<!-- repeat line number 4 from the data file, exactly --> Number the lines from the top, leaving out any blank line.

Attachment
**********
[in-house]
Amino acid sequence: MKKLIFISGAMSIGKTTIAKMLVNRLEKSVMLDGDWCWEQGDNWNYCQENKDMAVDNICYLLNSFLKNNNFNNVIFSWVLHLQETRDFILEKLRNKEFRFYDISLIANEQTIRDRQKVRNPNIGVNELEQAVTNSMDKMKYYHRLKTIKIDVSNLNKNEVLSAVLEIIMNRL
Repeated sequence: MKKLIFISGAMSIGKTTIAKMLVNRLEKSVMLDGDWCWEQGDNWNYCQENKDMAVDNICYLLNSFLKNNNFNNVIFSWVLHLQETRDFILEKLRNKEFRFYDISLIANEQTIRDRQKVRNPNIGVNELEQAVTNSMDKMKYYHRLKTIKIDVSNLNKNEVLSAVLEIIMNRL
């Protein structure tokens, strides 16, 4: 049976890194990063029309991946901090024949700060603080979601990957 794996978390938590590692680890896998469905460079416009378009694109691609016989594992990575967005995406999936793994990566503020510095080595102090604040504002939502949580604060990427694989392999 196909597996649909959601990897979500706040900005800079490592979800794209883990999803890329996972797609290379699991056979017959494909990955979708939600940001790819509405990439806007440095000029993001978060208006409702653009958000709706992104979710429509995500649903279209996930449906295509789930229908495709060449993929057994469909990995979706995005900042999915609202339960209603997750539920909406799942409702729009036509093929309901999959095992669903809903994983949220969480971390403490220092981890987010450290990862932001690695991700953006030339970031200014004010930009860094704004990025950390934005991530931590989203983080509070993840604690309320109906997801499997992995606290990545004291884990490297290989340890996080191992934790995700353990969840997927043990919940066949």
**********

């Protein structure tokens, strides 16, 4: 049976890194990063029309991946901090024949700060603080979601990957 794996978390938590590692680890896998469905460079416009378009694109691609016989594992990575967005995406999936793994990566503020510095080595102090604040504002939502949580604060990427694989392999 196909597996649909959601990897979500706040900005800079490592979800794209883990999803890329996972797609290379699991056979017959494909990955979708939600940001790819509405990439806007440095000029993001978060208006409702653009958000709706992104979710429509995500649903279209996930449906295509789930229908495709060449993929057994469909990995979706995005900042999915609202339960209603997750539920909406799942409702729009036509093929309901999959095992669903809903994983949220969480971390403490220092981890987010450290990862932001690695991700953006030339970031200014004010930009860094704004990025950390934005991530931590989203983080509070993840604690309320109906997801499997992995606290990545004291884990490297290989340890996080191992934790995700353990969840997927043990919940066949």